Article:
make sure they are available on the offered dates, and finds out whe n Leonard is available. After
the parties have agreed on a date, Strong is usually responsible for notifying the arbitrator of the
date the parties have selected.

          According to Charging Party, the following events demonstrate that Respondent is
responsible for unreasonable delays in the scheduling of arbitration hearings. On September 24,
2003, Leonard demanded to arbitrate two grievances. Sometime in late 2003, the parties agreed
to arbitration dates for these grievances. Using the process described above, the parties scheduled
the arbitrations for September 24 and October 1, 2004. On April 16, 2004, at Charging Party’s
request, the hearing on one of the grievances was moved up from October 1 to August 25, 2004.

       On or about December 24, 2003, Respondent requested that the arbitration of a grievance
involving bargaining unit member William Surface be postponed. The record does not indicate
why this request was made. The arbitration was rescheduled from May 28 to June 25, 2004.

       On December 30, 2003, the arbitrator selected by the parties to arbitrate a grievance
involving health benefits allegedly owed to Kathleen Robinson offered them February 18, 2004
as a possible hearing date. Respondent was not available because it had an arbitration scheduled
with another union the following day. The arbitration was eventually scheduled for July 23,

        On or about June 4, 2004, Leonard contacted Strong to obtain dates for an arbitration
hearing on a grievance involving Adina Thrower. Strong informed Leonard that Stratton’s first
available date was December 15, 2004. The arbitration was eventually scheduled for that day.

       On June 16, 2004, Leonard sent a letter to Strong demanding the arbitration of 14
grievances. One of these grievances involved a discharge. Leonard and Strong had already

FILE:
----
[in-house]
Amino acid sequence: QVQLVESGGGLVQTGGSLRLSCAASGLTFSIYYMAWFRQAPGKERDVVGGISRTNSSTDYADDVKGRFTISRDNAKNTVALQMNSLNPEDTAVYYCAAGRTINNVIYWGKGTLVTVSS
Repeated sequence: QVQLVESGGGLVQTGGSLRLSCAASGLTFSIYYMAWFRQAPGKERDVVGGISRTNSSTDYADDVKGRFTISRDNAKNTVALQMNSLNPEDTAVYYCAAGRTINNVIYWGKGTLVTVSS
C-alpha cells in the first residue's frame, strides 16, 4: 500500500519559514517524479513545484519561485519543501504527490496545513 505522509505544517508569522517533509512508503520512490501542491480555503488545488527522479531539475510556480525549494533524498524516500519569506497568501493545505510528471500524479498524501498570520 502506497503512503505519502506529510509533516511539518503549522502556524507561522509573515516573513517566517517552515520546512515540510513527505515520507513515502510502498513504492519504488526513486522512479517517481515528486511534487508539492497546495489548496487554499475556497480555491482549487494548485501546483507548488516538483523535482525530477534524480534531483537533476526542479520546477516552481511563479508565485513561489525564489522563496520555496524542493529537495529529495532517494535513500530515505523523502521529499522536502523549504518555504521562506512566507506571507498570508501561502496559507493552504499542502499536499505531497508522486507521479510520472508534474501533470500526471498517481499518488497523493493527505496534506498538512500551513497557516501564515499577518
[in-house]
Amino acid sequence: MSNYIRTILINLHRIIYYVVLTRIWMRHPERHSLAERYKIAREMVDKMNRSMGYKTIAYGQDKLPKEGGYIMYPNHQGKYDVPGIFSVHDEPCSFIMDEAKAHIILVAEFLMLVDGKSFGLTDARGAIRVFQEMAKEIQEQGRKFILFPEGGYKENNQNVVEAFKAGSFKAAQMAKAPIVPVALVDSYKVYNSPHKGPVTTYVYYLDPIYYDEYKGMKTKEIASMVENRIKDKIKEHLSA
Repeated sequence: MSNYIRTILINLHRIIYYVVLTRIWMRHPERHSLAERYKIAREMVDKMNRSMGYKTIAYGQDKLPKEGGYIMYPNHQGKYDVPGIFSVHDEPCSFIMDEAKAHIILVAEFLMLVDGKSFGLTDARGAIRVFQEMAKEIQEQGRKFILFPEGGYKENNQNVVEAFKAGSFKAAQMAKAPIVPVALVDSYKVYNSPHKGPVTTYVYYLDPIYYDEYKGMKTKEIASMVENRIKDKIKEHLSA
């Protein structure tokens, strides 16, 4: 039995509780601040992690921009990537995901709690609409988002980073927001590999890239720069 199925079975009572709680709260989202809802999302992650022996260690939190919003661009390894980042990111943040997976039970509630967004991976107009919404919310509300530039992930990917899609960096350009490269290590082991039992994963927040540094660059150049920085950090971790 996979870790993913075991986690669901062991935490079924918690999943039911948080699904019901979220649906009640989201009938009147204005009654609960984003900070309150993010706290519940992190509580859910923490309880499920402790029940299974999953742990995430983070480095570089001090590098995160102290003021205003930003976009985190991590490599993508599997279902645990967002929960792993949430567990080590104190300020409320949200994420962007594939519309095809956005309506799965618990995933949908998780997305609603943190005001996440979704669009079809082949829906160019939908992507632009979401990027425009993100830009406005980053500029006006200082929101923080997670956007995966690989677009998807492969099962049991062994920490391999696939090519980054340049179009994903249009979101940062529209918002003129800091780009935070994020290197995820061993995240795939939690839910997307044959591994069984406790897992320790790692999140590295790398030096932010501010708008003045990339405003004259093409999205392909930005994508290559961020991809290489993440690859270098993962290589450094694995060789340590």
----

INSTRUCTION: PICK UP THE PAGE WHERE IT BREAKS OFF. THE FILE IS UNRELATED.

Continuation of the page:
discussed dates for this case, and shortly thereafter the parties scheduled the arbitration for
October 8, 2004. Leonard testified that as of the date of the hearing he had not received any

other response to his June 16 demand. Stratton could not explain this, although he testified that
he had not seen Leonard’s June 16 letter.

        The parties arbitrated the William Surface grievance on June 25. According to
Respondent’s records, Respondent and Charging Party were scheduled to arbitrate eight separate
cases, including the discharge grievance, between July 23 and December 15, 2004.

Discussion and Conclusions of Law:

        Charging Party offers two theories for why Respondent’s conduct violated PERA. First,
Charging Party maintains that the collective bargaining agreement contains an implied promise
of fair dealing, According to Charging Party, Respondent violated PERA by avoiding its
obligation under the contract to cooperate in the scheduling of arbitration dates within a
reasonable time after the demand for arbitration was made. Second, it maintains that Respondent
violated PERA by violating the due process rights of discharged employees to a meaningful, i.e.
reasonably speedy, hearing.

        An alleged breach of a collective bargaining agreement is not an unfair labor practice
under PERA unless a party has “repudiated” the agreement. 2 City of Detroit, 17 MPER ¶44
(2004); Gibraltar Custodial-Maintenance Ass’n, 16 MPER ¶ 36 (2003). Repudiation exists only
when (1) the contract breach is substantial and has a significant impact on the bargaining unit,
and (2) no bona fide dispute over interpretation of the contract is involved. Plymouth-Canton
Community Schools, 1984 MERC Lab Op 894, 897. Repudiation has been described as a
rewriting of the contract, or a complete disregard for the contract as written. Gibraltar, supra;
Central Michigan Univ, 1997 MERC Lab Op 501, 507.

        In Gibraltar, the employer asserted that the union repudiated the contractual grievance
procedure by filing demands to arbitrate grievances after they had been either settled or